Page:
You can skip Tijuana’s long lines and treat yourself to some beautiful scenery by entering Mexico via Tecate. The border crossing (open 6am to 10pm) is far less congested, and south of Tecate lies the Ruta del Vino in the intoxicatingly beautiful Valle de Guadalupe (Hwy 3). Maps of the wine route (available at local hotels, tourist offices and wineries) will help you locate the vineyards.
Dedicated drinkers should designate a driver first, as 90-plus wineries and one brewery await. If you don’t fancy driving, Baja Wine Tours is just one of several reputable tour companies that organize day long wine tours (including lunch) originating from Ensenada or Tijuana. Start at the landmark Cuauhtémoc Moctezuma Heineken Mexico Brewery, which produces Tecate, Dos Equis, Carta Blanca, Bohemia and Sol, among others, and is now under Heineken’s umbrella. Tours are run by appointment only at noon and 3pm Monday to Friday, and 11am and 2pm Saturday. Alternatively just order a brew from the bar. The best place to stay in Tecate is the Estancia Inn Hotel, which has attractive, carpeted rooms with large walk-in showers, and a good restaurant.
From Tecate, head southward, stopping for tours, tastings, lunch and a tipple or two along the way. The vines, planted decades ago, are finally coming into their own, and this gorgeous valley is well on its way to being ‘Napa Sur.’
From Tecate, the first winery you come to (albeit after around 70km) is Mexico's largest producer, L.A. Cetto. It runs tours every half hour, which include the tasting of four wines, one being their highlight cabernet sauvignon. They also offer olive oil, bread and local aged cheese. Further south is one of the most prestigious new wineries in the valley, El Cielo. It opened in 2013 and is a gorgeous property encompassing a winery with tasting room, a sophisticated restaurant and a boutique hotel and spa (the latter was under construction at time of research). Tastings of two to six wines are available. Don't miss the Merlot, one of their premium varietals.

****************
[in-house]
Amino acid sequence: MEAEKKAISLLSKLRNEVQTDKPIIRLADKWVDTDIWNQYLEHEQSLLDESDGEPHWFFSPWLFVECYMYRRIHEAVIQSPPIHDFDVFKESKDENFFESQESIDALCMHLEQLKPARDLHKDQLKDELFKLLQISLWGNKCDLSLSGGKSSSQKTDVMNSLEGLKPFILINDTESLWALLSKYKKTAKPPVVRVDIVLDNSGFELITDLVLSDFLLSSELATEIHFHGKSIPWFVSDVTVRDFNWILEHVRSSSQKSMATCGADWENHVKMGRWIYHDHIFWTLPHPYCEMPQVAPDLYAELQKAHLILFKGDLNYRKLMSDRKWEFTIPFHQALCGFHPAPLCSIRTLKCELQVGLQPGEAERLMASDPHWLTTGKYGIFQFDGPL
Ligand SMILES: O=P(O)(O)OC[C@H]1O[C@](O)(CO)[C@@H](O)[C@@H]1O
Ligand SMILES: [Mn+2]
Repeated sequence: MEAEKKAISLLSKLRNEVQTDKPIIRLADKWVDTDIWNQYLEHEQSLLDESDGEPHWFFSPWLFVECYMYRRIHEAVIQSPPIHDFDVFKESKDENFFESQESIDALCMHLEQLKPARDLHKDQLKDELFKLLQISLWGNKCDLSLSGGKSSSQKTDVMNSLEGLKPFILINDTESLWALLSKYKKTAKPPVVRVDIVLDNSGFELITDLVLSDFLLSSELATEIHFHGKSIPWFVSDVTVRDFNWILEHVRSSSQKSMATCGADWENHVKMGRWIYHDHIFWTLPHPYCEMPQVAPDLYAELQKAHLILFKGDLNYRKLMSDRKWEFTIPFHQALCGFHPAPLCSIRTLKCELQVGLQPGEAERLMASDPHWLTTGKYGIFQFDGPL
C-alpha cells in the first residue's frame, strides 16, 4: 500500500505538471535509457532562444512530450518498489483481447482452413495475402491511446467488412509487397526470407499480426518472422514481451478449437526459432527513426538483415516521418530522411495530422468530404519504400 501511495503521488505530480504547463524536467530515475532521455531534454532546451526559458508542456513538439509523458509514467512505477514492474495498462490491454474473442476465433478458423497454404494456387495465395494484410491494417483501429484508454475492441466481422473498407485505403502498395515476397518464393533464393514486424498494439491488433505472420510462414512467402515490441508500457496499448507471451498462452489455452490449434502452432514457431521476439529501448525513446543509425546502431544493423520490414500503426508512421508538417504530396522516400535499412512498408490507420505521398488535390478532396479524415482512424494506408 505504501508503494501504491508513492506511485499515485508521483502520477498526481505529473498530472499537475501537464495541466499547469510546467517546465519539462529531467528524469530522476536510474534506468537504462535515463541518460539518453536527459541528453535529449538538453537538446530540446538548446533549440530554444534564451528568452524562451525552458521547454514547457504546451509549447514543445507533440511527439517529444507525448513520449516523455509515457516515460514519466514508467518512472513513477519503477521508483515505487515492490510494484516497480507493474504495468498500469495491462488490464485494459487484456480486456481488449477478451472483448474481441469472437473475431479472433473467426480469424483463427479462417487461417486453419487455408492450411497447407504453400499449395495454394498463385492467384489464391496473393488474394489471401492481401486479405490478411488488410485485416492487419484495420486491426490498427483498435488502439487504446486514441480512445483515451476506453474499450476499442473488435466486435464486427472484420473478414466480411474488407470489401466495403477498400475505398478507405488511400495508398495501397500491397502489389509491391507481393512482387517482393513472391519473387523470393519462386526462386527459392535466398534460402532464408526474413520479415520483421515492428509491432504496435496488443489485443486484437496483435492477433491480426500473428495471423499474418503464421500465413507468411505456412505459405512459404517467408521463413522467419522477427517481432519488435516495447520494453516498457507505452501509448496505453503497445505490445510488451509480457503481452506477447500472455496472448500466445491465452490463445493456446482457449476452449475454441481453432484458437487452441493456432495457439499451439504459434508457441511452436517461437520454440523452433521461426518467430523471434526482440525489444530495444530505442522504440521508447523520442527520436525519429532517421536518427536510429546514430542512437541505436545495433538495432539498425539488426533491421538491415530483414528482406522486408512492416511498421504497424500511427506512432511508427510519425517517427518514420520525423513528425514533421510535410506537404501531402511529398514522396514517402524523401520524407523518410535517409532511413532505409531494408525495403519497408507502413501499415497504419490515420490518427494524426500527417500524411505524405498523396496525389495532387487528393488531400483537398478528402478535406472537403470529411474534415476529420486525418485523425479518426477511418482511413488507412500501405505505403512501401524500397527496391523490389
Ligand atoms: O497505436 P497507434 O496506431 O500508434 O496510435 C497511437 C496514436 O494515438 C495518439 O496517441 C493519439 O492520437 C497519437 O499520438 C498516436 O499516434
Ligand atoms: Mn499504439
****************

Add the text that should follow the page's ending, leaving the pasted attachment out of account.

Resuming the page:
Near here is Bibayoff, a boutique winery set off the beaten path. Its small museum recounts the fascinating history of the Russians who immigrated here in the early 1900s (the current owner is a descendent). Be sure to ask for a taste of the fruity moscatel.
Right on the highway, Liceaga is a well-established winery with a range of wines and the valley’s only true grappa (a strong spirit distilled from grape skins or stems). The tasting fee includes a plate of bread and cheese.
Continuing south, make a stop at the tour center for Santo Tomás. A 50ft wall of wines backs the sparkling tasting room, where the bar is creatively made from an unused wine press. On the tour note the fermenting tanks that double as chalkboards (listing types of grape, their leaf patterns, wine processes, etc). There's also a video presentation and wine-specific laser show.
For those ready to turn in for the night but not ready to leave the valley, La Villa del Valle is a delightful boutique B&B that has a pool, sauna and yoga studio, all with spectacular views of the valley…and they own the Corazón de Tierra, perhaps the finest dining in the Ensenada area. The restaurant looks out over picturesque rolling vineyards and hillsides, and the juxtaposition of rough-hewn timbers and starched tablecloths fits the rustic vineyard motif to a T.